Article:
When it comes to electric cars, what’s one of the most common objections you’ve heard?
Well, early adopters may have paid top dollar. But these days you can get one for $35,000 or less from Chevy, Nissan, Ford … and now even Tesla!
Now that they’re more accessible, electric vehicles (EVs) are in high demand. Automakers are eager to meet it — but first, they’ve got to cut their OWN costs.
In the global free market, the best way to do that is through mergers and partnerships.
That’s how BMW and Jaguar Land Rover are handling it. Today these former partners announced a new alliance. By going in together on development and parts for electric cars, they can get to market quicker with a new fleet of electric BMWs, Land Rovers, and Jaguars.
Meanwhile, Fiat Chrysler is taking it a step further. It’s revving up for a full-on “mega-merger” with Renault.
If all goes as planned in Fiat Chrysler’s $35 billion proposal, the new company will be the third-biggest in the world (behind Toyota and Volkswagen).
But in a sense, it would be the biggest automaker, because Nissan and Mitsubishi are also in the mix. And that’s a big draw for Fiat Chrysler.
With Electric Cars, It’s All About the Battery
Japan has been obsessed with battery technology for decades. And Japanese automakers are much closer to solving some key problems:
- Current batteries rely on materials like cobalt … which is mined from conflict zones (mainly in the Democratic Republic of Congo) that are struggling to keep up with demand.
- And the liquid inside is not only toxic — but also flammable. These are much the same batteries (lithium-ion) that were in Samsung’s “exploding phone,” the Galaxy Note 7. And there have been some very concerning reports of electric car fires. Teslas have caught fire after accidents … and even while charging.
You can see why battery makers are eager for new technology.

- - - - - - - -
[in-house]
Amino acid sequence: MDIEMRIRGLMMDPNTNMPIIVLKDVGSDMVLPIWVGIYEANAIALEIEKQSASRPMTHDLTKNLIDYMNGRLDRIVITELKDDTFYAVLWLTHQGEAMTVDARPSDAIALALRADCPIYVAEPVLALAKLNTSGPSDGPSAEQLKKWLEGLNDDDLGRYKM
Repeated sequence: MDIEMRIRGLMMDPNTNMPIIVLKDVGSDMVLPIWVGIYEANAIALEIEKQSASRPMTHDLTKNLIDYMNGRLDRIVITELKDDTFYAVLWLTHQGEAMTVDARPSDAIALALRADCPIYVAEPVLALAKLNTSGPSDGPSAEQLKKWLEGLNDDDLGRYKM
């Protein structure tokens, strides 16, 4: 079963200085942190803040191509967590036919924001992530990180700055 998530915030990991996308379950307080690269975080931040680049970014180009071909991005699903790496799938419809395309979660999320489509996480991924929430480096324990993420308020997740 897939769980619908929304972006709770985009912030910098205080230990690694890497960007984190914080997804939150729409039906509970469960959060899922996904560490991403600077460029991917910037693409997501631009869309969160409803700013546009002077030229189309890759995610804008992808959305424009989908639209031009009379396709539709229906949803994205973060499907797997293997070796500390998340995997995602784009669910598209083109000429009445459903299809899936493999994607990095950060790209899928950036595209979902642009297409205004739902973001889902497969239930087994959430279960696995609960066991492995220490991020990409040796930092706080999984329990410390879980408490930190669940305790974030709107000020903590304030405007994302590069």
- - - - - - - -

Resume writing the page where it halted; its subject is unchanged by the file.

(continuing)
Next-generation batteries will ditch the liquid electrolyte. They’ll also have a much shorter charging time — and better range.
With the current lithium-ion batteries, you wait around for 30 minutes just to get 200 miles of range. If you’re Fiat Chrysler, and one of your top brands is Jeep, that’s just not going to cut it. Not when offroading is the major selling point.
But electric cars are the future. That’s especially true in Europe — where carmakers face strict zero-emissions deadlines from EU bureaucrats — and China, with its air pollution crisis. And it’ll be true for Americans, too, whenever they want to save money on gas.
Better batteries are the key to this future. Japan is the current favorite to mass-produce these next-generation batteries, and France is eager to get in on this action through the Renault-Nissan partnership.
One tiny company in the United Kingdom holds a few key patents, and Toyota is relying on it for its electric cars … yet most folks have never heard of it.
I’ve got a full presentation on the investment opportunity in this new technology — nicknamed the “Jesus Battery.”
Matthew McCall is the founder and president of Penn Financial Group, an investment advisory firm, as well as the editor of Investment Opportunities and Early Stage Investor. He has dedicated his career to getting investors into the world’s biggest, most revolutionary trends BEFORE anyone else. The power of being “first” gave Matt’s readers the chance to bank +2,438% in Stamps.com (STMP), +1,523% in Ulta Beauty (ULTA), +1,044% in Tesla (TSLA), +611% in Liquefied Natural Gas Limited (LNGLY), +324% in Bitcoin Services (BTSC), just to name a few. If you’re interested in making triple-digit gains from the world’s biggest investment trends BEFORE anyone else, click here to learn more about Matt McCall and his investments strategy today.